Two days after union head Tony Clark declared additional negotiations futile, Deputy Commissioner Dan Halem sent a seven-page letter to players' association chief negotiator Bruce Meyer asking the union whether it will waive the threat of legal action and tell MLB to announce a spring training report date and a regular season schedule.

These were just the latest escalating volleys in a sport viewing disagreements over starting the season as a preliminary battle ahead of bargaining to replace the labour contract that expires on Dec. 1, 2021.

"It's just a disaster for our game, absolutely no question about it," Manfred said during an appearance on ESPN that included the heads of the other major U.S. professional leagues. "It shouldn't be happening, and it's important that we find a way to get past it and get the game back on the field for the benefit of our fans."

Spring training was stopped because of the pandemic on March 12, two weeks before opening day, and the sides reached an agreement on March 26 on how to revise their labour deal to account for the virus.

Since then, the hostility has escalated to 1990s levels as the sides exchanged offers. MLB claims teams can't afford to play without fans and pay the prorated salaries called for in the March deal, which included a provision for "good-faith" negotiations over the possibility of games in empty ballparks or neutral sites.

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People queue outside shops in England...

Long lines stretched along streets across England as shops selling items considered as nonessential during the coronavirus pandemic, such as sneakers and toys, welcomed customers on Monday for the first time since the U.K. was put into lockdown in late March.

Starved of the retail experience for the best part of three months, shoppers generally appeared to abide by the social distancing requirement to stay two meters (6-1/2 feet) apart as they awaited their turn to enter the stores.

Not everywhere, though — pushing and shoving was evident at the NikeTown store on Oxford Street, London's world-famous shopping mecca, at its reopening.

For friends Dionne Sumner and Olivia Copeland, both 25, it was a far more orderly experience when they waited to get into their local budget clothes retailer Primark in Liverpool. Arriving at the store at 8:30 a.m., they queued for about 15 minutes before getting in.

"This has been planned, we've been really missing it," Copeland said after spending more than 200 pounds ($250). "It is nice to get back out, it's better than being stuck in the house."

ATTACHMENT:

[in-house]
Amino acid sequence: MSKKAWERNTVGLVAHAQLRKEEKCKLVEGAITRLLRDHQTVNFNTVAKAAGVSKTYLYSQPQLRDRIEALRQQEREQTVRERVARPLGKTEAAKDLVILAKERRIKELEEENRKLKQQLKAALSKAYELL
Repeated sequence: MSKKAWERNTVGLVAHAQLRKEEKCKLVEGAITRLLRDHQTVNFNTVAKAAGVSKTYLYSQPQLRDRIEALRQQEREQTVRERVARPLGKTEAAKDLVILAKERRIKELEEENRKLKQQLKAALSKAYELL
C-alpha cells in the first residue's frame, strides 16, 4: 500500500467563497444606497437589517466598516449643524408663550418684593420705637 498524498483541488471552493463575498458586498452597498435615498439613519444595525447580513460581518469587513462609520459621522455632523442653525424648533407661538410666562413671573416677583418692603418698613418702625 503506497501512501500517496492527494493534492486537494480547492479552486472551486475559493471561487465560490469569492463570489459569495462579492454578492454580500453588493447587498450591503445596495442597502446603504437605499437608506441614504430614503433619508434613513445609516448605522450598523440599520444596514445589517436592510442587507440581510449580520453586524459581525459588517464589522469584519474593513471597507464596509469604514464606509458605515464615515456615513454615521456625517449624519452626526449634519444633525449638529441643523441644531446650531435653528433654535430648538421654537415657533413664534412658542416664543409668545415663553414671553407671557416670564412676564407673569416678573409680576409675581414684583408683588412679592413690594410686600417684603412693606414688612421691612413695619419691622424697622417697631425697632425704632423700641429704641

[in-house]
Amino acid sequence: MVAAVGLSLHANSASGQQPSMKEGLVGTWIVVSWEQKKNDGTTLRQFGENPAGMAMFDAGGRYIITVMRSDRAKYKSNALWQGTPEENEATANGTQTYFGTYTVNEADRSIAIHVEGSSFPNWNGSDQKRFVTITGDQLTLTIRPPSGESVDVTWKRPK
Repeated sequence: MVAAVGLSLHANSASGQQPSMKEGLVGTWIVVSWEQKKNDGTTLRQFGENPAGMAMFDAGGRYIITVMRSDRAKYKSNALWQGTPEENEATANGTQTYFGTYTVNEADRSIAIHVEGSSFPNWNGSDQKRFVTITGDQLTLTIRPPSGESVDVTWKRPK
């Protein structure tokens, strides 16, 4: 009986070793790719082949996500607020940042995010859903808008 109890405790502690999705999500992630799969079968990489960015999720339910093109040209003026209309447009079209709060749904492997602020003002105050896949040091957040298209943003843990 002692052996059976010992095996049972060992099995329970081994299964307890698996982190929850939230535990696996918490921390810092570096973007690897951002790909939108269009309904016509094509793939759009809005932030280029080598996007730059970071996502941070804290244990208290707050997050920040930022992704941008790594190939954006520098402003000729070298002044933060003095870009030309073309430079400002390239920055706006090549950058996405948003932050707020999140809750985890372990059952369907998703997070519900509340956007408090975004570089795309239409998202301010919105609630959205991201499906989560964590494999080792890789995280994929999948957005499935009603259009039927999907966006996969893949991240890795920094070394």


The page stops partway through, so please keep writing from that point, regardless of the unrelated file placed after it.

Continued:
Monday's reopening of shops, from department stores to booksellers and electronic retailers, only applies to England. Scotland and Wales are taking a more tentative approach to the easing of the coronavirus restrictions. Northern Ireland's stores reopened last week. England also saw zoos, safari parks and drive-in cinemas reopen on Monday.

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COVID-19 in entertainment...

For the fourth time in its history, the Oscars are being postponed. The Academy of Motion Picture Arts and Sciences and the ABC Television Network said Monday that the 93rd Academy Awards will now be held April 25, 2021, eight weeks later than originally planned because of the pandemic's effects on the movie industry.

The Academy's Board of Governors also decided to extend the eligibility window beyond the calendar year to Feb. 28, 2021, for feature films, and delay the opening of the Academy Museum of Motion Pictures from December until April 30, 2021.

"Our hope, in extending the eligibility period and our Awards date, is to provide the flexibility filmmakers need to finish and release their films without being penalized for something beyond anyone's control," said Academy President David Rubin and Academy CEO Dawn Hudson in a joint statement.

Karey Burke, the president of ABC Entertainment, added: "We find ourselves in uncharted territory this year and will continue to work with our partners at the Academy to ensure next year's show is a safe and celebratory event."

The 12th annual Governors Awards has also been cancelled. The event, in which honorary Oscars are bestowed to previously announced recipients, is generally held in Los Angeles during the second week of November. The untelevised event is a major gathering for many of the year's awards hopefuls.

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This report by The Canadian Press was first published June 16, 2020

The Canadian Press